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Fort Worth awaits General Conference delegates

Twice daily, the Fort Worth Herd drives through the middle of the historic Fort Worth Stockyards in Texas. It is the world’s only daily cattle drive.
UMNS photos courtesy of the Fort Worth Convention and Visitors Bureau.

By Steve Smith*
Nov. 30, 2007 | FORT WORTH, Texas (UMNS)

The Fort Worth Convention Center, site of the 2008 General Conference, spans 14 blocks in the heart of downtown.

Talk about irony: United Methodists will hold the 2008 General Conference in an area of town once known as Hell’s Half Acre, a brothel- and saloon-packed district where cowhands enjoyed their last bit of fun before riding herd on the dusty Chisholm Trail.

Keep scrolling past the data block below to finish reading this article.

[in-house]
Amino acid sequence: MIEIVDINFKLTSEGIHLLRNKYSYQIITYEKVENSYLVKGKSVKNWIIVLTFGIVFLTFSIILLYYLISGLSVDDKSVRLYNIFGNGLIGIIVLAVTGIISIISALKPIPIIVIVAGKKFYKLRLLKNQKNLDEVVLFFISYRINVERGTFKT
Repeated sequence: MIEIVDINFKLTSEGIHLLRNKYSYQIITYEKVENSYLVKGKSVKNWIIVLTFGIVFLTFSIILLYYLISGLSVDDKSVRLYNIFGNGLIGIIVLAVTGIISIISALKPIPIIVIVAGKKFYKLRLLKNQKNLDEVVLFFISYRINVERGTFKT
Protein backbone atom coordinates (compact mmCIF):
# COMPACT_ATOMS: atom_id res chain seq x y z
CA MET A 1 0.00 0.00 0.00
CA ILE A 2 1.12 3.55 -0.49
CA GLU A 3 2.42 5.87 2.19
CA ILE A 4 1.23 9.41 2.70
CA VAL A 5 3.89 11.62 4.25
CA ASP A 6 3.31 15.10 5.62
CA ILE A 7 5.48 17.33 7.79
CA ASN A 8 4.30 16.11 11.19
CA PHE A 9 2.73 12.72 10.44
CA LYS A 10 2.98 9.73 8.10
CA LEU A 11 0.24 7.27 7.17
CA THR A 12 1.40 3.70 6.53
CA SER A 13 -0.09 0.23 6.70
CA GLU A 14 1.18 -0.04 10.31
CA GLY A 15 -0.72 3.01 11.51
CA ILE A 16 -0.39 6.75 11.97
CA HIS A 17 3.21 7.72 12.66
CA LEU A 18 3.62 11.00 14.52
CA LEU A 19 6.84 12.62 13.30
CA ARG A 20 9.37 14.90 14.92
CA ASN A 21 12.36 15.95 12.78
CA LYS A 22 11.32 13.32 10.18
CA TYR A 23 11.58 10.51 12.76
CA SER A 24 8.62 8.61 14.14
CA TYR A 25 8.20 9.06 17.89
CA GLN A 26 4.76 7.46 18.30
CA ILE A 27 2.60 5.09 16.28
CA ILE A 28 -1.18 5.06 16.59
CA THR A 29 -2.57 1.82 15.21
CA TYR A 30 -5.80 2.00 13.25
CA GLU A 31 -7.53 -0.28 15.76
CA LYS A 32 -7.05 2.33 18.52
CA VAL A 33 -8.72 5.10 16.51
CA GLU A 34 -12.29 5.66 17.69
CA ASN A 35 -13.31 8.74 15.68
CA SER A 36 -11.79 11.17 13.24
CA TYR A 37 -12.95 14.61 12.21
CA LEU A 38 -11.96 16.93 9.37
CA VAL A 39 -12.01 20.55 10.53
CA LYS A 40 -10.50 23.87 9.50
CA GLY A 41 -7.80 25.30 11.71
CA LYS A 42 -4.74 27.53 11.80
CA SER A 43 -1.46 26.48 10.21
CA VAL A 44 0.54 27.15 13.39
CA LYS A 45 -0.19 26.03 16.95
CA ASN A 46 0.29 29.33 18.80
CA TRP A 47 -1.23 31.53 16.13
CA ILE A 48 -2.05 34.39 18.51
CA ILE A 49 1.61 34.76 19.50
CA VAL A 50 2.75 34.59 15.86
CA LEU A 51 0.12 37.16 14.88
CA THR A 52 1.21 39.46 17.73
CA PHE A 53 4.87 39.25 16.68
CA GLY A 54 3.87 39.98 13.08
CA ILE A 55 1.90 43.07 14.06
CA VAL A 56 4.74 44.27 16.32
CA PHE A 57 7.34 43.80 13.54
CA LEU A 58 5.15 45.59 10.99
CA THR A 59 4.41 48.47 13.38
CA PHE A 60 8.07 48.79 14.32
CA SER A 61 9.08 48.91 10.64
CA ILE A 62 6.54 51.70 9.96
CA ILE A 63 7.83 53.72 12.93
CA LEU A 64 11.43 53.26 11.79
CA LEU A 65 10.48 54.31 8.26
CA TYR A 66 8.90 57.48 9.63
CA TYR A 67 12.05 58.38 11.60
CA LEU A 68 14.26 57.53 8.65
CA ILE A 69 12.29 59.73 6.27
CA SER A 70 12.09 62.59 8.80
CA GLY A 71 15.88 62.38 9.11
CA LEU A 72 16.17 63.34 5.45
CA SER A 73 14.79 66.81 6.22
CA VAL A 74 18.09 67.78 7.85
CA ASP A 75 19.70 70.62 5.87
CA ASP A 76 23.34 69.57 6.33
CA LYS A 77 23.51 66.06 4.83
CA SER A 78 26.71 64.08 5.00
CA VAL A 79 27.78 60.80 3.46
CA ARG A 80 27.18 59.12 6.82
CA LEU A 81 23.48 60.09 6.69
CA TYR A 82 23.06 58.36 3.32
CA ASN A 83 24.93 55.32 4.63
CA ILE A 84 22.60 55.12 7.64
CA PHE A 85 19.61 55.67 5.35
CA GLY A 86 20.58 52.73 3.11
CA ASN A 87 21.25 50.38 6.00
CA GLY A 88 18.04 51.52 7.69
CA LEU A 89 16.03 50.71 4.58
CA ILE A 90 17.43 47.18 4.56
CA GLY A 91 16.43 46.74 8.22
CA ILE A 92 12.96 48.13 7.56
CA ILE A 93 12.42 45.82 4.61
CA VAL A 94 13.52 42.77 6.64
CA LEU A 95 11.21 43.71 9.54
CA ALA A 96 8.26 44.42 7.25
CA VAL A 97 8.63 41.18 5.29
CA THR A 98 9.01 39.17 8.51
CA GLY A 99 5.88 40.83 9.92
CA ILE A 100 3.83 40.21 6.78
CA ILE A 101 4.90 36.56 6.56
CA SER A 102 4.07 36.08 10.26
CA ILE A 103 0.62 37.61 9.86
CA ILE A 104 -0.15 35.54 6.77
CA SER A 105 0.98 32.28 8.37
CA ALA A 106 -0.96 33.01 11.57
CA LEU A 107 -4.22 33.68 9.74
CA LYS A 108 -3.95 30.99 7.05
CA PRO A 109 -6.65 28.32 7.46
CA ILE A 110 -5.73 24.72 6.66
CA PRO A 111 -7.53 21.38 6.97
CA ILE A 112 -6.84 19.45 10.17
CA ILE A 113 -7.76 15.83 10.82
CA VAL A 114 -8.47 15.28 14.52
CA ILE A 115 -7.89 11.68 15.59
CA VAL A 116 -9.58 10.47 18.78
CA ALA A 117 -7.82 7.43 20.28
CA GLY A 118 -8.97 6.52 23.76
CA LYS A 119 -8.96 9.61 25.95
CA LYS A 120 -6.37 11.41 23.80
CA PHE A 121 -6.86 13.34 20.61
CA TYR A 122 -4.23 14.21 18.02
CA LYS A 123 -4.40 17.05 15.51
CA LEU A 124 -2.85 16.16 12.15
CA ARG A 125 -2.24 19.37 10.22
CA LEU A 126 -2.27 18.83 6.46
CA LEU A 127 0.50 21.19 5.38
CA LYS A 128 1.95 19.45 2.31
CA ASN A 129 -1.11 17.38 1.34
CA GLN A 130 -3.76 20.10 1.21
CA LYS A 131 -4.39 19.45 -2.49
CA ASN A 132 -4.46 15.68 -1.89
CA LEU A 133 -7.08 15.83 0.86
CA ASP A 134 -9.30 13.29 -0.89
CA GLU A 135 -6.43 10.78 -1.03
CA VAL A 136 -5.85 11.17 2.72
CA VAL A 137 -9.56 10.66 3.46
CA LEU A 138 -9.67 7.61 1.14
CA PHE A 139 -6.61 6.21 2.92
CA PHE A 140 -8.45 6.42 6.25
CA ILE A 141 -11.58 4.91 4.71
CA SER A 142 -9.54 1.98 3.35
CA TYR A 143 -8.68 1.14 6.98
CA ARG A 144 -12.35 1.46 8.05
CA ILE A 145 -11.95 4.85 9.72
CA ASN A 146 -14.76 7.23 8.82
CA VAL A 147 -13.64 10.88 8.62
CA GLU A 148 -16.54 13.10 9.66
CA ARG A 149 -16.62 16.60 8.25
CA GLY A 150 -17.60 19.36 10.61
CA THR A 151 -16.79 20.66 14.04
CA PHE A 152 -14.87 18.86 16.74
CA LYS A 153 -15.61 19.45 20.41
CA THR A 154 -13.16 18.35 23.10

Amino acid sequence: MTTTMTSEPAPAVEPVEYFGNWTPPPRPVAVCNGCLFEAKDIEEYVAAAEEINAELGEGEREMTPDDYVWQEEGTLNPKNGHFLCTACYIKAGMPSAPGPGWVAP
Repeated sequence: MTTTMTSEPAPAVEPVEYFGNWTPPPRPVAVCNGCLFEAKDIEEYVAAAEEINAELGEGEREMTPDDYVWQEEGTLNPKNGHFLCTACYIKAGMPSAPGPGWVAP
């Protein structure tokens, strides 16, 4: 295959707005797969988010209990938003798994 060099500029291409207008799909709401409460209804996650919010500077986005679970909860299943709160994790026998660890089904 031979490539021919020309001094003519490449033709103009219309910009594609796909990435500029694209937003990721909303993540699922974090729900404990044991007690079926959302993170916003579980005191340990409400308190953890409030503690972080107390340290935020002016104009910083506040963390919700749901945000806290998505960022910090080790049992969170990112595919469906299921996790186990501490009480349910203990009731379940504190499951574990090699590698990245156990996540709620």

My, how times have changed.

Nearly 1,000 delegates and other United Methodists from throughout the world will gather next April 23-May 2 for the once-every-four-years conference — not in a hick town for cows and cowboys, but in a gleaming metropolis of 665,000 people.

Combining the past and present with the "cowboys and culture" slogan, Fort Worth is the fifth fastest growing city in the United States. It is also home to internationally known museums, a nationally recognized zoo, art galleries, a vibrant downtown and The United Methodist Church’s Central Texas Annual (regional) Conference.

A conference hosting committee has planned seven day tours. Delegates and others attending the meeting can check the tours stand at the Fort Worth Convention Center for specific information.

Convention hub

As the perfect symbol to the city’s progress, the convention center — site of the General Conference and fresh from a $75 million renovation — spans 14 city blocks in the heart of downtown Fort Worth, just off Interstate 30. It includes: